§ Lord Harris of Haringey
asked Her Majesty's Government:
When the National Infrastructure Co-ordination Centre first became aware of the Sasser worm attack; and when it first issued an alert to systems that make up the United Kingdom Critical National Infrastructure; and [HL2709]
Given that Microsoft had made available on 12 April a patch that would have prevented the Sasser worm attack, what steps were taken by the National Infrastructure Co-ordination Centre to ensure that all systems that make up the United Kingdom Critical National Infrastructure had installed this patch; and [HL2710]
Whether Coastguard Service is regarded as part of the United Kingdom Critical National Infrastructure; and if so, what were the reasons for the service falling victim to the Sasser worm attack. [HL2711]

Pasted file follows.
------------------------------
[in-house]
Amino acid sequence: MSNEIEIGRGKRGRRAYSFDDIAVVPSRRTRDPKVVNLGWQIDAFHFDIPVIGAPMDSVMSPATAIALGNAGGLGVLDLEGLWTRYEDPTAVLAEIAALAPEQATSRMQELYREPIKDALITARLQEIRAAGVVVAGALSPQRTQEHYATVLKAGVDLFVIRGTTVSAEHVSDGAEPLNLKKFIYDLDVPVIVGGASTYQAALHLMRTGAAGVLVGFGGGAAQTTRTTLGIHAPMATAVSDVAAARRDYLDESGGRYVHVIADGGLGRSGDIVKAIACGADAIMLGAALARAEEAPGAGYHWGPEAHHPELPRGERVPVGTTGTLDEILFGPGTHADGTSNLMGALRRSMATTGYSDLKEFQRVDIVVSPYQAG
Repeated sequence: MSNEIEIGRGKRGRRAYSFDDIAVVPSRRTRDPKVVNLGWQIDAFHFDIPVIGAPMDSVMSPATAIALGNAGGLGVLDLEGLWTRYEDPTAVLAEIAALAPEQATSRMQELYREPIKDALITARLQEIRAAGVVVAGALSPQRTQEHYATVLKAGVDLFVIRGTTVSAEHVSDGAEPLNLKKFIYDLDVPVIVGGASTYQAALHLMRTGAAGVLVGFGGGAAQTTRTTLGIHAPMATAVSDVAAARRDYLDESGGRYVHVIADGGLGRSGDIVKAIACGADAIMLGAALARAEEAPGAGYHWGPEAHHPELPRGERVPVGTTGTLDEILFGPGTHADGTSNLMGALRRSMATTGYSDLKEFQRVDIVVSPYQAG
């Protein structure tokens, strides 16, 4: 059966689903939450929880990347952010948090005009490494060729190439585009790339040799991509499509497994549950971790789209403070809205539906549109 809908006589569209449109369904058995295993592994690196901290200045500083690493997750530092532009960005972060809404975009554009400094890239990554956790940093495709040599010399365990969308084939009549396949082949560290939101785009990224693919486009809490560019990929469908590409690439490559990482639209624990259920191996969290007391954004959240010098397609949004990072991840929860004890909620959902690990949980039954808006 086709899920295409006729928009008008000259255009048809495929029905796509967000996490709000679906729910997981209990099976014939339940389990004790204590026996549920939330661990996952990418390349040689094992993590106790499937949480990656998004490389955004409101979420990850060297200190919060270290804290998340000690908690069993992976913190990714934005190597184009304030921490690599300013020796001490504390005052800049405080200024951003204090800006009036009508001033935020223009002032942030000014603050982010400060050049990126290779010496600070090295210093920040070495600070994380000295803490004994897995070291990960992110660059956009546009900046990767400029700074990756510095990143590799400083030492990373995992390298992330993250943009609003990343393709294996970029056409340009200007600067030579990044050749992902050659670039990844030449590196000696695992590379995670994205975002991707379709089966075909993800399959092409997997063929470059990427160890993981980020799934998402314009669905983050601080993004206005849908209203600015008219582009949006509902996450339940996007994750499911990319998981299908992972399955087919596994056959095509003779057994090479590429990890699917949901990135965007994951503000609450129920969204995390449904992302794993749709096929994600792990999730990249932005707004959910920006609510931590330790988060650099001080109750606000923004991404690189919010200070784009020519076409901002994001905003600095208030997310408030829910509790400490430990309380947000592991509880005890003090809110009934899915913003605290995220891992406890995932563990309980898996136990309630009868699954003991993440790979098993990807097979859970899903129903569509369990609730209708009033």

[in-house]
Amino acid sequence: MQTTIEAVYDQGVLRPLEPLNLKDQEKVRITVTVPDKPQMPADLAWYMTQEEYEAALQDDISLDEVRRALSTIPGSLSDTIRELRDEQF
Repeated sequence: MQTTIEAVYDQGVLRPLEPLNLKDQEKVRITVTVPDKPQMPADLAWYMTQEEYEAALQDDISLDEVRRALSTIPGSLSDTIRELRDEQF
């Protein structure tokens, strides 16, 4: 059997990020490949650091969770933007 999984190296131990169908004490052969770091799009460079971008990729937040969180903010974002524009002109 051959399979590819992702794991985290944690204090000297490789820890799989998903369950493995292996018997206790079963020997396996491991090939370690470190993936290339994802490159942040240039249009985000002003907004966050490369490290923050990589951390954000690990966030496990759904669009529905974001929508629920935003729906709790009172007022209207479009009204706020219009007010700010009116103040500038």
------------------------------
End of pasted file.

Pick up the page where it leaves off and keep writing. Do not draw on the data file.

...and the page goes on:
§ The Minister of State, Home Office (Baroness Scotland of Asthal)
On receipt of the bulletin from Microsoft, the National Infrastructure Security Coordination Centre (NISCC) issued a briefing to the Critical National Infrastructure (CNI) on 13 April at 19:15, giving details of the threat to systems posed by Sasser. This was followed by a further three alerts issued on 19, 23 and 30 April, warning of the potential of a worm and advising system owners to apply the patch that Microsoft had made available. Additional bulletins were issued on 1 and 3 May as the situation developed.78WA
NISCC has no regulatory authority and therefore can only inform system owners that patches are available and advise them that these patches should be applied.
The Coastguard Service is part of the Maritime and Coastguard Agency (MCA), which in turn is part of the Department for Transport, and forms part of the Critical National Infrastructure. The MCA is currently investigating the circumstances surrounding the infection.